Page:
Feeling crabby?

On Saturday morning, I got up early and went for an 8-mile run, which is the longest I’ve been out since recovering from my (second) stress fracture this past fall. I had a moment of frustration, because last year at this time I was running 14 miles, at a significantly quicker pace. However, I quickly reminded myself that: incremental progress is still progress, it’s important not to overdo EVERYTHING all of the time, and any time on the road is better than no time at all. I also snapped a quick photo of the island’s resident camel when I reached my turn-around point.

Her name is Mona. She lives at a vineyard. She has a good life.
Her name is Mona. She lives at a vineyard. She has a good life.

After I showered off and shoved some oatmeal in my face, it was time to continue my explorations. Three other grad students and I decided to go check out a State Park for some hiking. On our way to the trails we spotted this delightfully romantic yard display.

San Juan Island: why NOT have some cow statues eating dinner?
San Juan Island: why NOT have some cow statues eating dinner?

The State Park offered some spectacular ocean views. Apparently Orcas traverse the surrounding waters during the summer months, but we didn’t see any marine mammals during this particular visit.

Gorgeous, love it, wish you were here.
Gorgeous, love it, wish you were here.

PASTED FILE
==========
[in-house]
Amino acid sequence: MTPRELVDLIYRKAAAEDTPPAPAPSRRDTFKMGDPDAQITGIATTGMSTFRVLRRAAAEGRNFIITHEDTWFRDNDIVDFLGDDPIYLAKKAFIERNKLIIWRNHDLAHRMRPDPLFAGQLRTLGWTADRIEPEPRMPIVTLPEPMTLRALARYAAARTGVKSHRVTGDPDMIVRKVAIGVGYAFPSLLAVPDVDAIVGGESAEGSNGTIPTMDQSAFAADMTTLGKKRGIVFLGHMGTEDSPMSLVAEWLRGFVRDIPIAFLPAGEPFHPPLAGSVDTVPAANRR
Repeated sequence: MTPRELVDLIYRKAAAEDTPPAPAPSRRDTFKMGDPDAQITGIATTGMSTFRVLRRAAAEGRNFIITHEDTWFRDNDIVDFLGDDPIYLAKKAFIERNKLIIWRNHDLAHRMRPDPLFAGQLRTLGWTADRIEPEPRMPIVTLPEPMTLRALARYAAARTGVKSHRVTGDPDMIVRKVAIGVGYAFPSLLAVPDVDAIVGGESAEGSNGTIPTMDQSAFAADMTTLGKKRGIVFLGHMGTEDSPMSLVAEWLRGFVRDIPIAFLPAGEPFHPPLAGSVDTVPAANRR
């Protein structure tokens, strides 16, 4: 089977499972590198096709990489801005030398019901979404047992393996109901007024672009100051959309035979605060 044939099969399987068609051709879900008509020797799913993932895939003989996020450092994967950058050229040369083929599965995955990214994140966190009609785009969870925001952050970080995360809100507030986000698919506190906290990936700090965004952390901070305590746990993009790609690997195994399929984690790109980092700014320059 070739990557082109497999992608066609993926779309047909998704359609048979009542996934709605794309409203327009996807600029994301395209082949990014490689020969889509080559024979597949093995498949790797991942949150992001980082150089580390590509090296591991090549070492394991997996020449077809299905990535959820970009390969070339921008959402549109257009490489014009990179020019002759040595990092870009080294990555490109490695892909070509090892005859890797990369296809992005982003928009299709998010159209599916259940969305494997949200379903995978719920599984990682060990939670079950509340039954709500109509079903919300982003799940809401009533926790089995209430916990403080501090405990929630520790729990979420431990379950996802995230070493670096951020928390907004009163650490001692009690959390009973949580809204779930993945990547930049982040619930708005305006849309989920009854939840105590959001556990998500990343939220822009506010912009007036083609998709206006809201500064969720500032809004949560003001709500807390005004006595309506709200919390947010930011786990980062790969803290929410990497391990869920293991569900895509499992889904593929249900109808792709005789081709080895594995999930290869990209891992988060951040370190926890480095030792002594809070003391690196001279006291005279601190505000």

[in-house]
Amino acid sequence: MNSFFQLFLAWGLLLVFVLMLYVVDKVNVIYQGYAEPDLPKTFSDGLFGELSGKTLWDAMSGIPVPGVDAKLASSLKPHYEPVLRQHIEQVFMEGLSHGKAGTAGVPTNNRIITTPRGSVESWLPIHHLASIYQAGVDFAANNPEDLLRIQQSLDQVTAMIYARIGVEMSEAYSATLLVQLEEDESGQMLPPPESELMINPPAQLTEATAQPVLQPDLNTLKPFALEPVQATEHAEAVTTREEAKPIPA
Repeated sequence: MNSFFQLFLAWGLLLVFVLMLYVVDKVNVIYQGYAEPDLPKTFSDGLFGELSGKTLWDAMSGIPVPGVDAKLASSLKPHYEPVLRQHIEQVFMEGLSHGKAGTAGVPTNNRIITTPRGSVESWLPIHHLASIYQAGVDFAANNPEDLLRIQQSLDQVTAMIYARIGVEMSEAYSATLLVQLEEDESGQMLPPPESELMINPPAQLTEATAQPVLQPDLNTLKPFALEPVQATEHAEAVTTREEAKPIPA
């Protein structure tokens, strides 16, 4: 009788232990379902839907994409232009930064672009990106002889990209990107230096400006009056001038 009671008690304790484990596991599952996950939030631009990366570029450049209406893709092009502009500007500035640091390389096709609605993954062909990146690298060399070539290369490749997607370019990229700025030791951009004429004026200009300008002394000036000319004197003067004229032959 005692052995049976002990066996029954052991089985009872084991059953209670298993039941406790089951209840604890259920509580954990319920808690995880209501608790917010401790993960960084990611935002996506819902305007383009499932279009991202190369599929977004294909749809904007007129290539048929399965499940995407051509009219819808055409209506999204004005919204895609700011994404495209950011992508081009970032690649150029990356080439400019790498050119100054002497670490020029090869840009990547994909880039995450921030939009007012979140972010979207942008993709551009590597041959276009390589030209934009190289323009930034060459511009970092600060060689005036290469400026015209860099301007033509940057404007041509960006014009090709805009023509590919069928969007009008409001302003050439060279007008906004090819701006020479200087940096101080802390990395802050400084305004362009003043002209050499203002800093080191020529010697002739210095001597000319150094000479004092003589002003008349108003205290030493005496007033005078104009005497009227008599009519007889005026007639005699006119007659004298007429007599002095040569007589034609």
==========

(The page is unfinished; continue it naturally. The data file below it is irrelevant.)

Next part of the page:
Does this count as harassing a whale?
Does this count as harassing a whale?

San Juan Island used to be an important shipping hub for both British and American industries. The Park Service still maintains an active lighthouse to guide vessels through Puget Sound.

If "science writer" doesn't work out, I want to be a lighthouse keeper.
If “science writer” doesn’t work out, I want to be a lighthouse keeper.
We got to go up and see the signal light!
We got to go up and see the signal light!

The Island also used to have a limestone quarry. We walked to the retired Lime Kilns, which were used to burn away impurities from the raw stone to yield calcium carbonate.

IMG_6307

 

Quarry workers would shovel limestone into the top of the kiln, then heat it to over 1000 degrees Celcius. The cooked rock would then get loaded onto ships and distributed to manufacturers all over the west coast.

It's getting HOT in here!
It’s getting HOT in here!
Lime's-eye view
Lime’s-eye view
Hey other Sam!
Hey other Sam!
Limestone in...chalk out.
Limestone in…chalk out.

We explored the retired kilns for a little bit, and also wandered around the trails. I’m always blown away by the lush, unearthly greenery in the Pacific Northwest.

IMG_6316

The mosses ARE bosses
The mosses ARE bosses
Jelly fungus!
Jelly fungus!

After our adventures we returned to Friday Harbor Labs and proceeded to engage in some SERIOUS, INTENSE, HIGH-PERFORMANCE….relaxation.

This is a GOOD place.
This is a GOOD place.

Overall it was a phenomenal weekend. It’s always fun to escape Seattle for a little bit, learn about my colleagues, and take in some pastoral pleasures on the islands. I hope everyone out there in internet-land is having a GREAT Sunday!

OK- I gotta ask: I spent my February 14th having fun with friends and co-workers. Bacteriology is my Valentine. did anyone do anything romantic for V-day?

 

 

 

2 thoughts on “The graduate students are retreating!